Despite their age, Clouds already have an enviably strong track record. Gaining more attention with each release since their first outing, on Blood Music in 2010, they have made a name for themselves with an uncompromising outlook on dance music. Over several EPs for Turbo, they've developed a savage sound that's moved towards techno with a distinctly destructive attitude. Now they're about to release their first album, the excellent Ghost Systems Rave, a record which sees them bash their way through the history of hard-edged dance music.
Clouds are from Perth. Not the Australian city, but a town in Scotland that's home to about 44,000 people. "There wasn't ever much going on," says MacLeod. He's since moved to Dundee, Scotland's fourth largest city. Robertson remains in the sleepy riverside town. Despite living in such a "sheltered" place, as they call it, they haven't really missed much since they started releasing their snarling techno a few years ago. They've been producing since before they were old enough to go out anyways.
The two have been making music since they were teenagers. "My dad was into house music," says MacLeod. "Every time I would go and see him he would be playing a lot of jazzy house stuff. I didn't like it when I was younger. I didn't understand it. I was always freaked out by house. There was a lot of talking and other stuff in it."
His proper introduction to dance music was Daft Punk's Discovery. The pair got into the landmark 2001 record a few years after its release, when they were in their mid-teens. "'Harder, Better, Faster, Stronger' was just like nothing I had ever heard. I was into trance music when I was younger, ATB and stuff like that, but that was the only dance music. [This] was really unique to me," says MacLeod. "I didn't appreciate it... back then, I just thought, well, that's a robot talking," Robertson deadpans. "We were just really young."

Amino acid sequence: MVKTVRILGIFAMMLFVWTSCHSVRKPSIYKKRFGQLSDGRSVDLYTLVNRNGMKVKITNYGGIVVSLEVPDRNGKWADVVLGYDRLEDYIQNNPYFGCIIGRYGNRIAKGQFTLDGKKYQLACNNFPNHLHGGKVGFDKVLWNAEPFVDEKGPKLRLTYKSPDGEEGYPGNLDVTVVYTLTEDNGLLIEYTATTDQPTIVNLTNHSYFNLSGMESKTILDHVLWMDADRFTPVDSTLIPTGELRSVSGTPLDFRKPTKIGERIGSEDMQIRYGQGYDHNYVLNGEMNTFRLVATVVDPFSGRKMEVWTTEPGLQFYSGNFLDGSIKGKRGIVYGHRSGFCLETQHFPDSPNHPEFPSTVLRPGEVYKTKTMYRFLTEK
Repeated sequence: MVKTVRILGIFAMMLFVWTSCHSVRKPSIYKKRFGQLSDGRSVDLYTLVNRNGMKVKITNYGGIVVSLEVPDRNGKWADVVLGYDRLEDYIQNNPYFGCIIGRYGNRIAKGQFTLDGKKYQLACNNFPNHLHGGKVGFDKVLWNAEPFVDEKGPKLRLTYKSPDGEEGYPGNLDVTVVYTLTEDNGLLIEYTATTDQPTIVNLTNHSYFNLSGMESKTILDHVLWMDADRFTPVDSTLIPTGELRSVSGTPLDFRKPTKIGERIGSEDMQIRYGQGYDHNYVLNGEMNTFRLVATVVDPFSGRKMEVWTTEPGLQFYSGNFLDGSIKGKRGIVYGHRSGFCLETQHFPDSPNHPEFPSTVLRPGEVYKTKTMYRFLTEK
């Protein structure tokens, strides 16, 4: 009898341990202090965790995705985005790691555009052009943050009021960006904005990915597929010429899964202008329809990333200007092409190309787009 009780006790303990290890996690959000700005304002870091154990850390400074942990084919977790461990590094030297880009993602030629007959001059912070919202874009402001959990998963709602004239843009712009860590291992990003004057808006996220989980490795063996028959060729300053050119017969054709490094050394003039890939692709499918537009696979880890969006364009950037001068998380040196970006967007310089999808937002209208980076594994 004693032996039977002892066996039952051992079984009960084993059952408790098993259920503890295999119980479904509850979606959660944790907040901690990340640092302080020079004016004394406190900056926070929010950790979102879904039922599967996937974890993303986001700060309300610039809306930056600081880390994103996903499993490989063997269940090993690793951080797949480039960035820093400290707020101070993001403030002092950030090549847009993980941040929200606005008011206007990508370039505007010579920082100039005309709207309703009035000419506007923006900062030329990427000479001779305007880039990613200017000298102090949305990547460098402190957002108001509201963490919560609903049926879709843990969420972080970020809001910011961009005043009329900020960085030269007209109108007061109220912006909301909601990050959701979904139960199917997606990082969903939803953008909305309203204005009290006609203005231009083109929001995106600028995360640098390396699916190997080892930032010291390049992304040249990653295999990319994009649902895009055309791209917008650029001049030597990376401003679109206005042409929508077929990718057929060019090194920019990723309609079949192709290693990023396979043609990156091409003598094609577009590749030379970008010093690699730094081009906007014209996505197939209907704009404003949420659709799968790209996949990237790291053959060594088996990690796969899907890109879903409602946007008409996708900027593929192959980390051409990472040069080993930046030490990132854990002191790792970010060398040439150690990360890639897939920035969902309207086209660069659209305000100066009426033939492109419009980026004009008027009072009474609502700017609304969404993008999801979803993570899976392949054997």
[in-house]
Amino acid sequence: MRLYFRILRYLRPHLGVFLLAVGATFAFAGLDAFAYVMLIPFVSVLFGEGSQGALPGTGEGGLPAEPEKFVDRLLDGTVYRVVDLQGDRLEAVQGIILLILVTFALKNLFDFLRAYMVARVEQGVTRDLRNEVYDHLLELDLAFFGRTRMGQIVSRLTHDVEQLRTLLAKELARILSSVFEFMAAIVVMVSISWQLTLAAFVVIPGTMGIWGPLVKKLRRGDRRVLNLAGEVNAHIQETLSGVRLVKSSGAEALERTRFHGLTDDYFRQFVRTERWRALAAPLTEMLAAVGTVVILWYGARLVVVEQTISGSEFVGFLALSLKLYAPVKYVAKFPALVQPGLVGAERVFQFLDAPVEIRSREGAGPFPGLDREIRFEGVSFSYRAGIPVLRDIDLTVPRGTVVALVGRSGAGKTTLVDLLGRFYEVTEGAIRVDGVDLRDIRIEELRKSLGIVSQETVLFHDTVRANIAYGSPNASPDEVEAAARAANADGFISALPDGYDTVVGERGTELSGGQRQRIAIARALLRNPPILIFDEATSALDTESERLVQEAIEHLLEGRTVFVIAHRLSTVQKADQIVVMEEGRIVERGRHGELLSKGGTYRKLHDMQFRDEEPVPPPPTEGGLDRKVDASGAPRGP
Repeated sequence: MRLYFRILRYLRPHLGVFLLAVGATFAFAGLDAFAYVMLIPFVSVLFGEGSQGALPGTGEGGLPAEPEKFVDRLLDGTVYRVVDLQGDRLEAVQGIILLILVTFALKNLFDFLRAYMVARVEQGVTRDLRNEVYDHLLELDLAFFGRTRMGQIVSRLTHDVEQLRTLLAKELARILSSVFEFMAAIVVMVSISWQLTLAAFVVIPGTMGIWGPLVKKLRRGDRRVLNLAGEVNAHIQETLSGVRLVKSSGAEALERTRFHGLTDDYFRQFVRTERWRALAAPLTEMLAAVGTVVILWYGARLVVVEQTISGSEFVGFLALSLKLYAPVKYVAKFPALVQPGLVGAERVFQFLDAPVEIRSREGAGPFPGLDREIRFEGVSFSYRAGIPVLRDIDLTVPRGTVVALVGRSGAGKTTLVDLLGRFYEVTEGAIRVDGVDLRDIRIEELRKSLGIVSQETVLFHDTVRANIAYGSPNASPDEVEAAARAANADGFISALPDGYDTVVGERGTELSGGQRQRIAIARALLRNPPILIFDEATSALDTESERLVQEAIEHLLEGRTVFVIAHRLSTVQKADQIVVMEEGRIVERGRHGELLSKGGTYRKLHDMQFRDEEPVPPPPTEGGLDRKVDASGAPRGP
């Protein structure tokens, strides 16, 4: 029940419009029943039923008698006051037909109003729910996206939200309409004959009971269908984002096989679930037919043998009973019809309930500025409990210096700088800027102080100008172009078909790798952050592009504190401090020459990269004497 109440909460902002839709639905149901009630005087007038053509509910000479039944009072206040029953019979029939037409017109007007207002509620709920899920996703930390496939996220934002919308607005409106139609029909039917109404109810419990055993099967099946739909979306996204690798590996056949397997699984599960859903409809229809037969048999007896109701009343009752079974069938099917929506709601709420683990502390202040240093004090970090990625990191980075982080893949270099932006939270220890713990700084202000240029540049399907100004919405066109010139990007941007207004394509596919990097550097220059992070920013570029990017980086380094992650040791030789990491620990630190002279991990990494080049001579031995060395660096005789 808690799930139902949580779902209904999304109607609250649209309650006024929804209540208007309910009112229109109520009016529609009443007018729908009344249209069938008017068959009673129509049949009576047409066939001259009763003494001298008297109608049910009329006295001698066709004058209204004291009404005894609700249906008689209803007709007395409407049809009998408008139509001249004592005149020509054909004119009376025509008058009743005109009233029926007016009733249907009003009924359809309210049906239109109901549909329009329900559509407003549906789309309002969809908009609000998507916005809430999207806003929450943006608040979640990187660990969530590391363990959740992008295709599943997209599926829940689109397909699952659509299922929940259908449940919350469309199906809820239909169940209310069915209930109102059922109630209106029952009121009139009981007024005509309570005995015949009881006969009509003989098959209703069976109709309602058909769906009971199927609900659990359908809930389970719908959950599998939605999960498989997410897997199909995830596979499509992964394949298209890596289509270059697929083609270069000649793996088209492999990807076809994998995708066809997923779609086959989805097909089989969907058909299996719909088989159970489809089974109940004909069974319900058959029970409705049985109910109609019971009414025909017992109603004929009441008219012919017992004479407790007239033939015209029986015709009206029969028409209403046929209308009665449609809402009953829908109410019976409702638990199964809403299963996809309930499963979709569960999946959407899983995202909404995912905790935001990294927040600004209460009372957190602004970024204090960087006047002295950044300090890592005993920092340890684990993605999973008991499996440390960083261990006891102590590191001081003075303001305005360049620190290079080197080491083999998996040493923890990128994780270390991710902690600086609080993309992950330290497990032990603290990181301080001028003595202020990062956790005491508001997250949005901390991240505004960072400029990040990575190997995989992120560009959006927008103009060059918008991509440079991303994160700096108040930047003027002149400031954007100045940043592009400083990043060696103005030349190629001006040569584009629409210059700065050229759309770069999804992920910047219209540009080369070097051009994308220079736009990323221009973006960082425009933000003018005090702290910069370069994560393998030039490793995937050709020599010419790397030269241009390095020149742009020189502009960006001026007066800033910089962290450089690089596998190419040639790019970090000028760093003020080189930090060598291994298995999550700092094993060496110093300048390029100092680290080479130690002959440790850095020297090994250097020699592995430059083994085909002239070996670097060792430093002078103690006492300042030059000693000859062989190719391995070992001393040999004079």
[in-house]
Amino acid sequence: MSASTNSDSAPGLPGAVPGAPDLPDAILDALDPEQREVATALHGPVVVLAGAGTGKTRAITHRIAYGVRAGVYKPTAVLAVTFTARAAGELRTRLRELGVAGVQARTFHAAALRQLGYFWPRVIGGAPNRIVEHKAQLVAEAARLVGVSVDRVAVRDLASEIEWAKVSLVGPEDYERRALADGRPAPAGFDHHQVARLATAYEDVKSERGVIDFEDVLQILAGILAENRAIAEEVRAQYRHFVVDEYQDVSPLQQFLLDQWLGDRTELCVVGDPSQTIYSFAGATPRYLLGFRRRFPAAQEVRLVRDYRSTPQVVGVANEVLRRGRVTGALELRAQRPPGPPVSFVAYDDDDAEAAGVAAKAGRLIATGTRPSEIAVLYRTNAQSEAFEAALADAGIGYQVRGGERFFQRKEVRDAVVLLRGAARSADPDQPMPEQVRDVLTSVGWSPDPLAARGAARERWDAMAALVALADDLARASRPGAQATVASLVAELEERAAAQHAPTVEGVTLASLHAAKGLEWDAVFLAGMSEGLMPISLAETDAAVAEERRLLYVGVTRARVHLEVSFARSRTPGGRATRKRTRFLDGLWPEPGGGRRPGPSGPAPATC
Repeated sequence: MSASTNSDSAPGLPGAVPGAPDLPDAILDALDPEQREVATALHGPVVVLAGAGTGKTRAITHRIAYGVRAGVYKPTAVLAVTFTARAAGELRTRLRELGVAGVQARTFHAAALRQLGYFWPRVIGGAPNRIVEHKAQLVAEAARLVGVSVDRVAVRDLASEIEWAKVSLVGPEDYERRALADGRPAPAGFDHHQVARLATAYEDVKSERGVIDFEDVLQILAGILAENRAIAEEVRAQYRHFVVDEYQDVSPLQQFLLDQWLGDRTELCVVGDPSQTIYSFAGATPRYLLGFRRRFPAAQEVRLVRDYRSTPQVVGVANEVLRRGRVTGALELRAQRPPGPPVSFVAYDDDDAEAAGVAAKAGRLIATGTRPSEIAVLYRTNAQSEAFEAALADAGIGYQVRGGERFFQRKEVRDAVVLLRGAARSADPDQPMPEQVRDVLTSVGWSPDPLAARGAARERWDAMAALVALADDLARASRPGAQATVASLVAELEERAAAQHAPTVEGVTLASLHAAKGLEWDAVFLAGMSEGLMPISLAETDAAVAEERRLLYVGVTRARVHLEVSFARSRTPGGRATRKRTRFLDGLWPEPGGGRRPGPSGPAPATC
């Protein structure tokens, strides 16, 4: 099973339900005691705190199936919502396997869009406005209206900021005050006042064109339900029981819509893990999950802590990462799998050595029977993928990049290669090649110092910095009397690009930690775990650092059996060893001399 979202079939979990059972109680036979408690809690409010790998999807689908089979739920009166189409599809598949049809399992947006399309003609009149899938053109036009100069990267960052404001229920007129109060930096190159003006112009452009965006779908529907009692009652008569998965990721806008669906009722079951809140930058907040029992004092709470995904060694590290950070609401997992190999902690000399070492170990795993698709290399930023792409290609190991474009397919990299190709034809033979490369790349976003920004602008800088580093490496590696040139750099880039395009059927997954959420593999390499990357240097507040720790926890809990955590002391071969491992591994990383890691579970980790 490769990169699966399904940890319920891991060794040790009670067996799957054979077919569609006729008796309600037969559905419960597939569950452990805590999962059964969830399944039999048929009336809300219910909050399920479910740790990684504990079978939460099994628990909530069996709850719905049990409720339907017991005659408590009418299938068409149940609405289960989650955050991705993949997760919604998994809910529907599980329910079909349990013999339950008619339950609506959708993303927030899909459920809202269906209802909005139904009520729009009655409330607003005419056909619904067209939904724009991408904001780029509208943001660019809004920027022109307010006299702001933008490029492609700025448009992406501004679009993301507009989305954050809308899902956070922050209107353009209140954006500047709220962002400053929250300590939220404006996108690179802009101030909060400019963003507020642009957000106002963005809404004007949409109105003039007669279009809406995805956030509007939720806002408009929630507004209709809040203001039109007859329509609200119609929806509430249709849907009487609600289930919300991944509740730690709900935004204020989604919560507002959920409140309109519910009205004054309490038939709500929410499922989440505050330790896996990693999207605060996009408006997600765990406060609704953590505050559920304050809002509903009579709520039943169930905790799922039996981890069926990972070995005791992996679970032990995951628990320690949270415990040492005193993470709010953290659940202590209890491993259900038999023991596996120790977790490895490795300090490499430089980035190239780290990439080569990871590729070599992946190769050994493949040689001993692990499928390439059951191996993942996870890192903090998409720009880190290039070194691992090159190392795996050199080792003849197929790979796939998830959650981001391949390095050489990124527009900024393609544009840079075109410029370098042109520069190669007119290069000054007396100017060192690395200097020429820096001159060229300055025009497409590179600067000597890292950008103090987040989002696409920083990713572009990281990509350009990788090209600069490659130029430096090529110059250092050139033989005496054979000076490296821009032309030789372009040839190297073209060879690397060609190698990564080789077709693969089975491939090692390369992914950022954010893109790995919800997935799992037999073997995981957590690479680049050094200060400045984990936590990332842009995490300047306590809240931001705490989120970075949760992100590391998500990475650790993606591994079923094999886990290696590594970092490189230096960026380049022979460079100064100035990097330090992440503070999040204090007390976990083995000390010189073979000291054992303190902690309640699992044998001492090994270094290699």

Their dance music journey also led them into the burly arms of hardstyle. They and their friends would sit around, "take a song, and then get about 30 or 40 acapellas and just throw them all in [one hardstyle track]," Macleod explains. From there they became obsessed with Justice and their Ed Banger cohorts before heading down the techno path they're currently negotiating. They're not big fans of hardstyle anymore; they still see its appeal, but it was a culture they experienced entirely in absentia. "I think even if we had been able to go to a hardstyle party, and see how it all went, then we would have snapped out of it," says Robertson.
Their first encounter with dance music outside the home was not at a nightclub, but a festival—specifically, the Slam Tent at T in the Park. The sights and sounds stole their hearts, and soon they found electro house, later delving into what they themselves call "underground" techno. The duo's love of electro house and big room techno informed the scrappy, barbed-wire dance music they were producing, which they found a home for on Tiga's Turbo Recordings.
In line with Turbo's own aesthetic at the time, their early music, like the Numbers EP, was so aggressive it was almost humourous. "There was melody on those tracks, but horrible melodies. I think, now, they're kind of trancey," says MacLeod. "I think with every release we were influenced by more and more artists. When we made our first music, we were only listening to, like, Jack Beats or something. Now we've taken influences from other artists we've discovered along the way. I remember one of the first techno tracks we started playing was Len Faki's remix of "Stranger To Stability" by Dustin Zahn. It's like stadium techno."
Starting out, Clouds were professional amateurs. They didn't have a studio. They still don't have monitors and record their club-destroying tracks purely on headphones. Robertson has a MIDI controller that "collects dust and doesn't do anything." "In terms of hardware and stuff, there's nothing," he says. "It's the same as when we started, but [now] Ableton instead of Fruity Loops—and better headphones."